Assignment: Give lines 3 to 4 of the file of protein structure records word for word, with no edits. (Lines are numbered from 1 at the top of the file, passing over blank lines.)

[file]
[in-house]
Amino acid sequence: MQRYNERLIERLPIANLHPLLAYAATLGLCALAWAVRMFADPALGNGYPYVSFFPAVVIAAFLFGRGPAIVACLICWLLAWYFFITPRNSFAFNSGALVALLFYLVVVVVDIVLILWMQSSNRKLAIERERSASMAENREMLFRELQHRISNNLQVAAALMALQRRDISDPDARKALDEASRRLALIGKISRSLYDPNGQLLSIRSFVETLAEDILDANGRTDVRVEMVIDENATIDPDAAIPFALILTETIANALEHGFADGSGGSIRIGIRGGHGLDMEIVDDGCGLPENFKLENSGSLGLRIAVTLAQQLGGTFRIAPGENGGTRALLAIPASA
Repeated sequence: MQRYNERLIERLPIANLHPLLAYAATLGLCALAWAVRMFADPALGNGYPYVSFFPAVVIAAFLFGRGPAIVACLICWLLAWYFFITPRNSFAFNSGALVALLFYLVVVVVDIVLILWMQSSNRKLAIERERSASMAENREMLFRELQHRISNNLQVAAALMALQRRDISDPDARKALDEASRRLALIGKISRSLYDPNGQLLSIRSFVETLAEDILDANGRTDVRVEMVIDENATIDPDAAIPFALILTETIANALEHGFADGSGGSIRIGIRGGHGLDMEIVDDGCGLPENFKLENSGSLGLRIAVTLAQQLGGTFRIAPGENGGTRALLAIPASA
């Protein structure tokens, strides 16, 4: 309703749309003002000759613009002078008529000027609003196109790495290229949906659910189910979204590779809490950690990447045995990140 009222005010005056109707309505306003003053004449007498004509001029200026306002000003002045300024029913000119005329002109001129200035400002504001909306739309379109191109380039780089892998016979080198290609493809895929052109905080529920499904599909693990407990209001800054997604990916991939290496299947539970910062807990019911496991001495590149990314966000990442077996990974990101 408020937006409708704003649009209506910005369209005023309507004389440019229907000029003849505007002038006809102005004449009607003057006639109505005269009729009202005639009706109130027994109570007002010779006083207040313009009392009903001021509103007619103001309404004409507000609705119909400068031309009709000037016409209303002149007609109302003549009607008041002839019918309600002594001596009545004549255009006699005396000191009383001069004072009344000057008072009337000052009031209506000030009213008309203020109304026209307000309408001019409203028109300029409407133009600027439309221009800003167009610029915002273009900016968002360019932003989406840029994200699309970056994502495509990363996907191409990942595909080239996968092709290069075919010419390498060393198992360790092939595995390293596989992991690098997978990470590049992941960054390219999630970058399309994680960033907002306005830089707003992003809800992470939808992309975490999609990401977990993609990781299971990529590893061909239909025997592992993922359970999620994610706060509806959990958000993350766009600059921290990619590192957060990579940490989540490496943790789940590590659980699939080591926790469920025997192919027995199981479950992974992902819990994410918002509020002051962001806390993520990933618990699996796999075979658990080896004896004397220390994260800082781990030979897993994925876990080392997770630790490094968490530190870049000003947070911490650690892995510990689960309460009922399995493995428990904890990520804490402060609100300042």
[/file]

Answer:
Repeated sequence: MQRYNERLIERLPIANLHPLLAYAATLGLCALAWAVRMFADPALGNGYPYVSFFPAVVIAAFLFGRGPAIVACLICWLLAWYFFITPRNSFAFNSGALVALLFYLVVVVVDIVLILWMQSSNRKLAIERERSASMAENREMLFRELQHRISNNLQVAAALMALQRRDISDPDARKALDEASRRLALIGKISRSLYDPNGQLLSIRSFVETLAEDILDANGRTDVRVEMVIDENATIDPDAAIPFALILTETIANALEHGFADGSGGSIRIGIRGGHGLDMEIVDDGCGLPENFKLENSGSLGLRIAVTLAQQLGGTFRIAPGENGGTRALLAIPASA
């Protein structure tokens, strides 16, 4: 309703749309003002000759613009002078008529000027609003196109790495290229949906659910189910979204590779809490950690990447045995990140 009222005010005056109707309505306003003053004449007498004509001029200026306002000003002045300024029913000119005329002109001129200035400002504001909306739309379109191109380039780089892998016979080198290609493809895929052109905080529920499904599909693990407990209001800054997604990916991939290496299947539970910062807990019911496991001495590149990314966000990442077996990974990101 408020937006409708704003649009209506910005369209005023309507004389440019229907000029003849505007002038006809102005004449009607003057006639109505005269009729009202005639009706109130027994109570007002010779006083207040313009009392009903001021509103007619103001309404004409507000609705119909400068031309009709000037016409209303002149007609109302003549009607008041002839019918309600002594001596009545004549255009006699005396000191009383001069004072009344000057008072009337000052009031209506000030009213008309203020109304026209307000309408001019409203028109300029409407133009600027439309221009800003167009610029915002273009900016968002360019932003989406840029994200699309970056994502495509990363996907191409990942595909080239996968092709290069075919010419390498060393198992360790092939595995390293596989992991690098997978990470590049992941960054390219999630970058399309994680960033907002306005830089707003992003809800992470939808992309975490999609990401977990993609990781299971990529590893061909239909025997592992993922359970999620994610706060509806959990958000993350766009600059921290990619590192957060990579940490989540490496943790789940590590659980699939080591926790469920025997192919027995199981479950992974992902819990994410918002509020002051962001806390993520990933618990699996796999075979658990080896004896004397220390994260800082781990030979897993994925876990080392997770630790490094968490530190870049000003947070911490650690892995510990689960309460009922399995493995428990904890990520804490402060609100300042």